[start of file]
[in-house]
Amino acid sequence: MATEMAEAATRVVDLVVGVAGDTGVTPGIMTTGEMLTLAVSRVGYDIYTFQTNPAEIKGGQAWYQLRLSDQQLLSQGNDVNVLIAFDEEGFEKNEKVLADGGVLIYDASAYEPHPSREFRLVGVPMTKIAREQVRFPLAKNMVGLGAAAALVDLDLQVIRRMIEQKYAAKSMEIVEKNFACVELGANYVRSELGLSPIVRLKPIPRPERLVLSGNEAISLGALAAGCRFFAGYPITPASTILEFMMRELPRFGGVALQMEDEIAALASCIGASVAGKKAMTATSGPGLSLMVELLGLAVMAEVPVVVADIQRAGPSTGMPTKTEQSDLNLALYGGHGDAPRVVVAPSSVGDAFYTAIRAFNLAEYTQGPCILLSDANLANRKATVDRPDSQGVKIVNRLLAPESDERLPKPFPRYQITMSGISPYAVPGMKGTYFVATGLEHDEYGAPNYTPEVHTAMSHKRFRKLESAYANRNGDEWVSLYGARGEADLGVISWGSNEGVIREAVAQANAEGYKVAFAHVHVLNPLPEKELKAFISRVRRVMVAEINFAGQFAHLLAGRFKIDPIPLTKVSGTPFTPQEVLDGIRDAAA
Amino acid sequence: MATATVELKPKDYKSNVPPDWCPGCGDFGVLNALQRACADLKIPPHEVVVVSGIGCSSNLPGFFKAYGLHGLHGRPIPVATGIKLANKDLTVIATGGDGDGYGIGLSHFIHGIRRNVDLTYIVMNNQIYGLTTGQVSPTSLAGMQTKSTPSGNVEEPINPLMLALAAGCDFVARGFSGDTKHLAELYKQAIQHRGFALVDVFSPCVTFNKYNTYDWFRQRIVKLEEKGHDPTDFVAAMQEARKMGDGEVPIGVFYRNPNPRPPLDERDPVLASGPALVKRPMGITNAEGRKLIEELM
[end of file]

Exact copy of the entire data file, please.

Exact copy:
[in-house]
Amino acid sequence: MATEMAEAATRVVDLVVGVAGDTGVTPGIMTTGEMLTLAVSRVGYDIYTFQTNPAEIKGGQAWYQLRLSDQQLLSQGNDVNVLIAFDEEGFEKNEKVLADGGVLIYDASAYEPHPSREFRLVGVPMTKIAREQVRFPLAKNMVGLGAAAALVDLDLQVIRRMIEQKYAAKSMEIVEKNFACVELGANYVRSELGLSPIVRLKPIPRPERLVLSGNEAISLGALAAGCRFFAGYPITPASTILEFMMRELPRFGGVALQMEDEIAALASCIGASVAGKKAMTATSGPGLSLMVELLGLAVMAEVPVVVADIQRAGPSTGMPTKTEQSDLNLALYGGHGDAPRVVVAPSSVGDAFYTAIRAFNLAEYTQGPCILLSDANLANRKATVDRPDSQGVKIVNRLLAPESDERLPKPFPRYQITMSGISPYAVPGMKGTYFVATGLEHDEYGAPNYTPEVHTAMSHKRFRKLESAYANRNGDEWVSLYGARGEADLGVISWGSNEGVIREAVAQANAEGYKVAFAHVHVLNPLPEKELKAFISRVRRVMVAEINFAGQFAHLLAGRFKIDPIPLTKVSGTPFTPQEVLDGIRDAAA
Amino acid sequence: MATATVELKPKDYKSNVPPDWCPGCGDFGVLNALQRACADLKIPPHEVVVVSGIGCSSNLPGFFKAYGLHGLHGRPIPVATGIKLANKDLTVIATGGDGDGYGIGLSHFIHGIRRNVDLTYIVMNNQIYGLTTGQVSPTSLAGMQTKSTPSGNVEEPINPLMLALAAGCDFVARGFSGDTKHLAELYKQAIQHRGFALVDVFSPCVTFNKYNTYDWFRQRIVKLEEKGHDPTDFVAAMQEARKMGDGEVPIGVFYRNPNPRPPLDERDPVLASGPALVKRPMGITNAEGRKLIEELM